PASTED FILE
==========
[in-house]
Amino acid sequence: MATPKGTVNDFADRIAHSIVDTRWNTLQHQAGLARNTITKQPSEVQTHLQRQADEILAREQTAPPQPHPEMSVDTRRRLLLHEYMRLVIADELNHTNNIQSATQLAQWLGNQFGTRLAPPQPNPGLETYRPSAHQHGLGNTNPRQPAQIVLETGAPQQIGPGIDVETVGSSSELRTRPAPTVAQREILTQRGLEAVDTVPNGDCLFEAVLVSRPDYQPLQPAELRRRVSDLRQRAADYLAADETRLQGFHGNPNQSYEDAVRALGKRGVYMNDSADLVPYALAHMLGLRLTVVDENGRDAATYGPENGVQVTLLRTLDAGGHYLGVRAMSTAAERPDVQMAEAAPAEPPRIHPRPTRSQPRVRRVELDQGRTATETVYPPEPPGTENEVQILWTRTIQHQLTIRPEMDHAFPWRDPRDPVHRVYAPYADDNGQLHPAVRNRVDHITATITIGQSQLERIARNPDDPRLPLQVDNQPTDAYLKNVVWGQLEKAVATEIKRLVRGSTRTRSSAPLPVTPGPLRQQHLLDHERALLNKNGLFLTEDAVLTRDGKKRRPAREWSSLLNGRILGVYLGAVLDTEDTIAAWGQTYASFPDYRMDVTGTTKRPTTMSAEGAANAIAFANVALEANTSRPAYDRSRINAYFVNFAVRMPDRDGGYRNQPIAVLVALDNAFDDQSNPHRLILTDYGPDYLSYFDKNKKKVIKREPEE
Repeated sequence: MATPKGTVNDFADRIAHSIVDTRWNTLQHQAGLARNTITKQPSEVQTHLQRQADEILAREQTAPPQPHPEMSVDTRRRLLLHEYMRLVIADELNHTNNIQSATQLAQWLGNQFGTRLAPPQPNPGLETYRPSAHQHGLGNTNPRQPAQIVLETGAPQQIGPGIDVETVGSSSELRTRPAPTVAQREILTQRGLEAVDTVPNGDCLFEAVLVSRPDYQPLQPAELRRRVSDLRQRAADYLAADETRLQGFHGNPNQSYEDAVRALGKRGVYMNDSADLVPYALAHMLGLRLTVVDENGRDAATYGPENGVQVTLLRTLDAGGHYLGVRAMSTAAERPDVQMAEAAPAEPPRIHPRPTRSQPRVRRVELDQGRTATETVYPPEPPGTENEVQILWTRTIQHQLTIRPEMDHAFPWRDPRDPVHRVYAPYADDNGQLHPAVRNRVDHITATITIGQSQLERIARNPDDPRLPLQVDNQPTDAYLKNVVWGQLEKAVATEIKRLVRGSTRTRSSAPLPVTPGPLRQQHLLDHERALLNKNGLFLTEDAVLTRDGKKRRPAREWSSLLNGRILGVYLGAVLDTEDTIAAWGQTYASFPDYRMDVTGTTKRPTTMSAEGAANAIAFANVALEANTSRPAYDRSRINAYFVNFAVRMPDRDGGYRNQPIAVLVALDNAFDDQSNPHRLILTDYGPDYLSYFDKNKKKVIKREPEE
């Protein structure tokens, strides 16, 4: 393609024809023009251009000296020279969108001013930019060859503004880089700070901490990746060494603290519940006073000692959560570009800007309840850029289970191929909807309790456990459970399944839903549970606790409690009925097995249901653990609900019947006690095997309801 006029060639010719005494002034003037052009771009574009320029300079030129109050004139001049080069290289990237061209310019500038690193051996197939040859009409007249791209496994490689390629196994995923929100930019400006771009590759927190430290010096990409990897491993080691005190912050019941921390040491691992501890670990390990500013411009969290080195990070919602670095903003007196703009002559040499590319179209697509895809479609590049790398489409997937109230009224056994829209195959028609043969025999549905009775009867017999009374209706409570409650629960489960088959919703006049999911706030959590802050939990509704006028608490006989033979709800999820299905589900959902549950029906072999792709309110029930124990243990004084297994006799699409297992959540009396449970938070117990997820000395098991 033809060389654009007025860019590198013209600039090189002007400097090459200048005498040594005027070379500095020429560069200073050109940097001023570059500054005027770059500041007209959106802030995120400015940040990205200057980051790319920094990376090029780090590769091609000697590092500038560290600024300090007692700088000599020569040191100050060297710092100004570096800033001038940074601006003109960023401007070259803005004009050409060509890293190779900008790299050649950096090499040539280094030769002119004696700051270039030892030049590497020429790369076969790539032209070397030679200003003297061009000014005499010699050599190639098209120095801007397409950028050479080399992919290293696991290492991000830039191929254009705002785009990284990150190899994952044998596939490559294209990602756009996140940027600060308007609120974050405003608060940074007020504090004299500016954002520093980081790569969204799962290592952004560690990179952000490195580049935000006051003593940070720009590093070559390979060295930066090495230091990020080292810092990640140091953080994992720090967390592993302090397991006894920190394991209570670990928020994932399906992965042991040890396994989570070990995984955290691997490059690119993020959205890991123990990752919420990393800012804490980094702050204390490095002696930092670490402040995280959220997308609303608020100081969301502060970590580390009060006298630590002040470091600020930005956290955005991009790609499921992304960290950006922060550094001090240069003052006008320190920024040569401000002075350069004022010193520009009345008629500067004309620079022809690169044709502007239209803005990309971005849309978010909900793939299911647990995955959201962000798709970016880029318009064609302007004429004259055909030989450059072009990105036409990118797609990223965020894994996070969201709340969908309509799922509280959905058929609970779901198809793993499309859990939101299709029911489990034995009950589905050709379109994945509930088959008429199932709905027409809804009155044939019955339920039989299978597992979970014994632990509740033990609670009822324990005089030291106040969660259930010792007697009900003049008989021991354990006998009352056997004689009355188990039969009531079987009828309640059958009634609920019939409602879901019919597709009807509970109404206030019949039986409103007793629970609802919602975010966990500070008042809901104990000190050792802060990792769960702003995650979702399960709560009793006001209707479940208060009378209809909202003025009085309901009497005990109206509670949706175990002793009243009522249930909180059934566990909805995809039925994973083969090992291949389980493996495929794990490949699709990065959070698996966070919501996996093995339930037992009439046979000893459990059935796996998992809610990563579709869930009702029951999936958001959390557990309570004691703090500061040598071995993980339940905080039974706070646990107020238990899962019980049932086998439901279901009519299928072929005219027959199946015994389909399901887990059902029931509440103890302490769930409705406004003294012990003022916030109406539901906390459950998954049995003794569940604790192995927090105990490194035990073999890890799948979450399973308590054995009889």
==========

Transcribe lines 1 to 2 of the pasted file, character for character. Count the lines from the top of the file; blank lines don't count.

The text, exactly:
[in-house]
Amino acid sequence: MATPKGTVNDFADRIAHSIVDTRWNTLQHQAGLARNTITKQPSEVQTHLQRQADEILAREQTAPPQPHPEMSVDTRRRLLLHEYMRLVIADELNHTNNIQSATQLAQWLGNQFGTRLAPPQPNPGLETYRPSAHQHGLGNTNPRQPAQIVLETGAPQQIGPGIDVETVGSSSELRTRPAPTVAQREILTQRGLEAVDTVPNGDCLFEAVLVSRPDYQPLQPAELRRRVSDLRQRAADYLAADETRLQGFHGNPNQSYEDAVRALGKRGVYMNDSADLVPYALAHMLGLRLTVVDENGRDAATYGPENGVQVTLLRTLDAGGHYLGVRAMSTAAERPDVQMAEAAPAEPPRIHPRPTRSQPRVRRVELDQGRTATETVYPPEPPGTENEVQILWTRTIQHQLTIRPEMDHAFPWRDPRDPVHRVYAPYADDNGQLHPAVRNRVDHITATITIGQSQLERIARNPDDPRLPLQVDNQPTDAYLKNVVWGQLEKAVATEIKRLVRGSTRTRSSAPLPVTPGPLRQQHLLDHERALLNKNGLFLTEDAVLTRDGKKRRPAREWSSLLNGRILGVYLGAVLDTEDTIAAWGQTYASFPDYRMDVTGTTKRPTTMSAEGAANAIAFANVALEANTSRPAYDRSRINAYFVNFAVRMPDRDGGYRNQPIAVLVALDNAFDDQSNPHRLILTDYGPDYLSYFDKNKKKVIKREPEE